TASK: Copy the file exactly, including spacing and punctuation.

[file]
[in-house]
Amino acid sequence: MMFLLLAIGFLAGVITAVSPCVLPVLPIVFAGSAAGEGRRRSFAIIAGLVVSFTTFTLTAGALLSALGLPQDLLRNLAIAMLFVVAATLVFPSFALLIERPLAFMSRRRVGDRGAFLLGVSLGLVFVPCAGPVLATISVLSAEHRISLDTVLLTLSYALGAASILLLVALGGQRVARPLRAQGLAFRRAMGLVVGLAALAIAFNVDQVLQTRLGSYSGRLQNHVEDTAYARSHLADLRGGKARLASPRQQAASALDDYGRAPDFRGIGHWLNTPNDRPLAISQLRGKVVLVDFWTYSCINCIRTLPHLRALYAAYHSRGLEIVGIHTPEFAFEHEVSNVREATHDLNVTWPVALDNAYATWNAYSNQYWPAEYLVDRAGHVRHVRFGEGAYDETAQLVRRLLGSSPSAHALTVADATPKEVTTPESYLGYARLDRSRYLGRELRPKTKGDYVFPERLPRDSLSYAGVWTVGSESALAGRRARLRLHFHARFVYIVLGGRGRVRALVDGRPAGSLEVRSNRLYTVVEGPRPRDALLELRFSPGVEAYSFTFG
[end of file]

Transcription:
[in-house]
Amino acid sequence: MMFLLLAIGFLAGVITAVSPCVLPVLPIVFAGSAAGEGRRRSFAIIAGLVVSFTTFTLTAGALLSALGLPQDLLRNLAIAMLFVVAATLVFPSFALLIERPLAFMSRRRVGDRGAFLLGVSLGLVFVPCAGPVLATISVLSAEHRISLDTVLLTLSYALGAASILLLVALGGQRVARPLRAQGLAFRRAMGLVVGLAALAIAFNVDQVLQTRLGSYSGRLQNHVEDTAYARSHLADLRGGKARLASPRQQAASALDDYGRAPDFRGIGHWLNTPNDRPLAISQLRGKVVLVDFWTYSCINCIRTLPHLRALYAAYHSRGLEIVGIHTPEFAFEHEVSNVREATHDLNVTWPVALDNAYATWNAYSNQYWPAEYLVDRAGHVRHVRFGEGAYDETAQLVRRLLGSSPSAHALTVADATPKEVTTPESYLGYARLDRSRYLGRELRPKTKGDYVFPERLPRDSLSYAGVWTVGSESALAGRRARLRLHFHARFVYIVLGGRGRVRALVDGRPAGSLEVRSNRLYTVVEGPRPRDALLELRFSPGVEAYSFTFG